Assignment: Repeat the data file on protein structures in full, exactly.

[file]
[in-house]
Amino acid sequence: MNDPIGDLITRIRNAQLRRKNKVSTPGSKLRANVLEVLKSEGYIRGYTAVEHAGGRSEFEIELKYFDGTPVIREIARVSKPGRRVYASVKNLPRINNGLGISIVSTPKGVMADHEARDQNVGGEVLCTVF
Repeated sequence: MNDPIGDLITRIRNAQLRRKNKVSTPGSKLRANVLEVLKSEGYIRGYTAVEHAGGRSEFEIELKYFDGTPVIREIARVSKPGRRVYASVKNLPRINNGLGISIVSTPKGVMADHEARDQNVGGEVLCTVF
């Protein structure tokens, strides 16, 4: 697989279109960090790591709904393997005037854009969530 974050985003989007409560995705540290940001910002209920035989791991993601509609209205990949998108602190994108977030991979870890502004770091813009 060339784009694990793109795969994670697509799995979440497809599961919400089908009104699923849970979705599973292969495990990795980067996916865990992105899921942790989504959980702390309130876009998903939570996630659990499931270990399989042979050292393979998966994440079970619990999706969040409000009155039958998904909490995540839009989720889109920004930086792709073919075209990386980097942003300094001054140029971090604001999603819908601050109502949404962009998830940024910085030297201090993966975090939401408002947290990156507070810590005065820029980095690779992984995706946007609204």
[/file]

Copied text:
[in-house]
Amino acid sequence: MNDPIGDLITRIRNAQLRRKNKVSTPGSKLRANVLEVLKSEGYIRGYTAVEHAGGRSEFEIELKYFDGTPVIREIARVSKPGRRVYASVKNLPRINNGLGISIVSTPKGVMADHEARDQNVGGEVLCTVF
Repeated sequence: MNDPIGDLITRIRNAQLRRKNKVSTPGSKLRANVLEVLKSEGYIRGYTAVEHAGGRSEFEIELKYFDGTPVIREIARVSKPGRRVYASVKNLPRINNGLGISIVSTPKGVMADHEARDQNVGGEVLCTVF
């Protein structure tokens, strides 16, 4: 697989279109960090790591709904393997005037854009969530 974050985003989007409560995705540290940001910002209920035989791991993601509609209205990949998108602190994108977030991979870890502004770091813009 060339784009694990793109795969994670697509799995979440497809599961919400089908009104699923849970979705599973292969495990990795980067996916865990992105899921942790989504959980702390309130876009998903939570996630659990499931270990399989042979050292393979998966994440079970619990999706969040409000009155039958998904909490995540839009989720889109920004930086792709073919075209990386980097942003300094001054140029971090604001999603819908601050109502949404962009998830940024910085030297201090993966975090939401408002947290990156507070810590005065820029980095690779992984995706946007609204």